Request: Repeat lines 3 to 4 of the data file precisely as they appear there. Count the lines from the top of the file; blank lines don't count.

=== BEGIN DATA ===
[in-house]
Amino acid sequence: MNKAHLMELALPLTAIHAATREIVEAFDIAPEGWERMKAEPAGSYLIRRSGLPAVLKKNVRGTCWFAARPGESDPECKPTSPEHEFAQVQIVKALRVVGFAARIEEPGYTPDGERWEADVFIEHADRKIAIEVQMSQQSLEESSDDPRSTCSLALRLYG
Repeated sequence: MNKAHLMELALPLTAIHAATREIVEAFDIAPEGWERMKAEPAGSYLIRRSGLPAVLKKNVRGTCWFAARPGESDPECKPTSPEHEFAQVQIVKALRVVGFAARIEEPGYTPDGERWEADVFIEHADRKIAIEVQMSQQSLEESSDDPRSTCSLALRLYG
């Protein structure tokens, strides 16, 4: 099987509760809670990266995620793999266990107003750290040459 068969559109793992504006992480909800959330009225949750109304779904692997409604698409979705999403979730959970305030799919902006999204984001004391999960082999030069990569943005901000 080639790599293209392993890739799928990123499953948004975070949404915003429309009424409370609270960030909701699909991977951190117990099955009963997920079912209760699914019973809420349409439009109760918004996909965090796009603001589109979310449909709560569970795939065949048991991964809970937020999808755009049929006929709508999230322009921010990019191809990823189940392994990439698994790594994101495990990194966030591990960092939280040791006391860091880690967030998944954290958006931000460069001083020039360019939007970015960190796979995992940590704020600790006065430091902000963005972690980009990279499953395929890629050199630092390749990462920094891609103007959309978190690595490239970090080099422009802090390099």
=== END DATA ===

Repeated sequence: MNKAHLMELALPLTAIHAATREIVEAFDIAPEGWERMKAEPAGSYLIRRSGLPAVLKKNVRGTCWFAARPGESDPECKPTSPEHEFAQVQIVKALRVVGFAARIEEPGYTPDGERWEADVFIEHADRKIAIEVQMSQQSLEESSDDPRSTCSLALRLYG
């Protein structure tokens, strides 16, 4: 099987509760809670990266995620793999266990107003750290040459 068969559109793992504006992480909800959330009225949750109304779904692997409604698409979705999403979730959970305030799919902006999204984001004391999960082999030069990569943005901000 080639790599293209392993890739799928990123499953948004975070949404915003429309009424409370609270960030909701699909991977951190117990099955009963997920079912209760699914019973809420349409439009109760918004996909965090796009603001589109979310449909709560569970795939065949048991991964809970937020999808755009049929006929709508999230322009921010990019191809990823189940392994990439698994790594994101495990990194966030591990960092939280040791006391860091880690967030998944954290958006931000460069001083020039360019939007970015960190796979995992940590704020600790006065430091902000963005972690980009990279499953395929890629050199630092390749990462920094891609103007959309978190690595490239970090080099422009802090390099």